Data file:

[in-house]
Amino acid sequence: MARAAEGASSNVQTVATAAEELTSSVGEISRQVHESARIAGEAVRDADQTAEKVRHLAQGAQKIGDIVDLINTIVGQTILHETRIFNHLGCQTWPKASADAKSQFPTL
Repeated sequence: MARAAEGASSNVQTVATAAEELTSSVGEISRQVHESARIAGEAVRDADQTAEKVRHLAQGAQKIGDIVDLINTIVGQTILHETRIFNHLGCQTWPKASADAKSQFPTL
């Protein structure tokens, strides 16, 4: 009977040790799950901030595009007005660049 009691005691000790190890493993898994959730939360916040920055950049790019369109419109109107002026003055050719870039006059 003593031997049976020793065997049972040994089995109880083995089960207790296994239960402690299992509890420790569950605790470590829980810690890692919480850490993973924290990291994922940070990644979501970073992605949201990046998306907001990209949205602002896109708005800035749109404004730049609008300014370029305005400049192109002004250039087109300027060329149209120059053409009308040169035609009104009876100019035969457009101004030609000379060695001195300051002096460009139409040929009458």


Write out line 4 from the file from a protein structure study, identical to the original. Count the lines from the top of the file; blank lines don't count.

């Protein structure tokens, strides 16, 4: 009977040790799950901030595009007005660049 009691005691000790190890493993898994959730939360916040920055950049790019369109419109109107002026003055050719870039006059 003593031997049976020793065997049972040994089995109880083995089960207790296994239960402690299992509890420790569950605790470590829980810690890692919480850490993973924290990291994922940070990644979501970073992605949201990046998306907001990209949205602002896109708005800035749109404004730049609008300014370029305005400049192109002004250039087109300027060329149209120059053409009308040169035609009104009876100019035969457009101004030609000379060695001195300051002096460009139409040929009458």